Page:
Saturday, September 28, 2013

Dream Incubation: Revelations of the Night

Today, if you look up the word "incubation" in most modern dictionaries, the only definitions will involve the development of fetuses. But the acute reader will notice the word "incubus," or dream demon, immediately follows. In ancient times, people would seek divine or spirit guidance via dreams. The technical term for such divination: induced (deliberately sought) dream visitations by spirits, angels, demons, the dead, or gods, is "incubation."

The practice of incubation has a long, multi-cultural history (See, for example, the The Interpretation of Dreams in the Ancient Near East by Oppenheim). And methods vary greatly. In the Ancient Near East, dream incubation usually involves a preparatory ritual (often an offering or sacrifice) and sleeping in a place of known numinous power (a shrine, a temple, by a sacred water source).

Incubation was widely practiced in all the societies around ancient Israel, and it should not come as a surprise that Israelites also engaged in this practice, though modern adherents to the Bible might find such a though scandalous. Yet there are multiple such events in the Bible, either described, or alluded to.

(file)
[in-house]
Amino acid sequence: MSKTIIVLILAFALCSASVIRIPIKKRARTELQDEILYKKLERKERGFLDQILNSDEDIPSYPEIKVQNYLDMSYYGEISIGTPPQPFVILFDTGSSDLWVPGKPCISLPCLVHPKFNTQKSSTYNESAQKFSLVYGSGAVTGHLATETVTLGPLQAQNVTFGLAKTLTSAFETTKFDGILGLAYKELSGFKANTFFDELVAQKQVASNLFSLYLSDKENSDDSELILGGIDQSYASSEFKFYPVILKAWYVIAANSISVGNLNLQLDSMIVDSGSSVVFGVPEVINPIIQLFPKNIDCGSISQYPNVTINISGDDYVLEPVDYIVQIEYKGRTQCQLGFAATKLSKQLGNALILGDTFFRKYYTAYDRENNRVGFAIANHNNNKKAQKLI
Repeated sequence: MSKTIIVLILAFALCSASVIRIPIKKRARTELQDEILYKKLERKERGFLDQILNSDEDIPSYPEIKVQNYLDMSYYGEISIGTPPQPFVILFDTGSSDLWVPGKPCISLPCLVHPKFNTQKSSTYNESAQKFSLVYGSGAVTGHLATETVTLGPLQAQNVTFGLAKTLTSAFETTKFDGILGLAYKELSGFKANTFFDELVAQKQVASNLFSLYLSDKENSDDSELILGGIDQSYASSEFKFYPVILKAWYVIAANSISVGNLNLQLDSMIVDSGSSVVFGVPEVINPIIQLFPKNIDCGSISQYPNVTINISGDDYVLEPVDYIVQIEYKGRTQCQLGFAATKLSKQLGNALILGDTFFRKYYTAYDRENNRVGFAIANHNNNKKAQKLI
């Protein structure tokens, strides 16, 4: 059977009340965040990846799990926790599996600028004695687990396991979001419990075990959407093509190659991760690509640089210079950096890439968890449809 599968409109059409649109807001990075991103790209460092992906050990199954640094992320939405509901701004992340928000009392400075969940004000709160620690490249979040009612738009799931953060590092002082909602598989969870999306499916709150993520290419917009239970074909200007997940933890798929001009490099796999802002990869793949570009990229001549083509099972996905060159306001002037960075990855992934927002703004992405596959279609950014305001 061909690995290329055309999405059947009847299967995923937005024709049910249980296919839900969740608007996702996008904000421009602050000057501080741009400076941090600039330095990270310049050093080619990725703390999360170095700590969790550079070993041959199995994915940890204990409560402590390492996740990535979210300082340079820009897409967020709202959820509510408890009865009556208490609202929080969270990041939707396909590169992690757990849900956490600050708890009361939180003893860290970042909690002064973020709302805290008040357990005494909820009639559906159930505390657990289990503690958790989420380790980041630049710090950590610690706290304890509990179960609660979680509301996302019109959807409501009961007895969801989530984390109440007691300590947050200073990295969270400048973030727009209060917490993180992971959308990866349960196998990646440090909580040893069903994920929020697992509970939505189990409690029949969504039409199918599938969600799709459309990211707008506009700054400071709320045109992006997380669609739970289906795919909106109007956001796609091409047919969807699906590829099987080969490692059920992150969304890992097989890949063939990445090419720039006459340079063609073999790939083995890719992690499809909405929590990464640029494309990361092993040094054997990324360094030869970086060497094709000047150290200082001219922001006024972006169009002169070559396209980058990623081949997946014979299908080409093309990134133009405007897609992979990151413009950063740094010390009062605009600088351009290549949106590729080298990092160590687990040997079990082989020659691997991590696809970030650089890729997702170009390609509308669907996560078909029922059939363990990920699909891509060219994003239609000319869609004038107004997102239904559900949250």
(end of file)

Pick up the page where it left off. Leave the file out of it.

The key word to look for is darash, "inquire," as in "David inquired of the Lord." It sounds superficially mundane, like David rang God up on the phone. In reality, darash is a technical word for "divined" or "performed an augury." There were several ways to do this - sacred lots (the urim and thummim), consult a living oracle (a prophet or "man of God"), or perform an incubation (See I Sam. 28:6 for the complete list).

Solomon's dream as envisioned by Mark Chagall

The most complete description of an incubation ritual appears in I Kings chapter 3, where Solomon goes to a shrine at Gibeon and, after making sacrifices, sleeps there and receives a divine promise concerning his monarchy. 

There are many variations on this found elsewhere in the Bible. Jacob has an unsolicited dream vision while sleeping on the future location of an Israelite shrine [Beth E] (Gen. 28). Samuel has a comedic incubation while an attendant sleeping in the Tabernacle at Shiloh (I Samuel 3). Other likely, if not explicitly, incubations occur with Abraham (Gen. 15); Zechariah (Zech. 4); David (II Samuel 12:15-23); Nathan (II Samuel 7); and Isaiah (Isa. 6).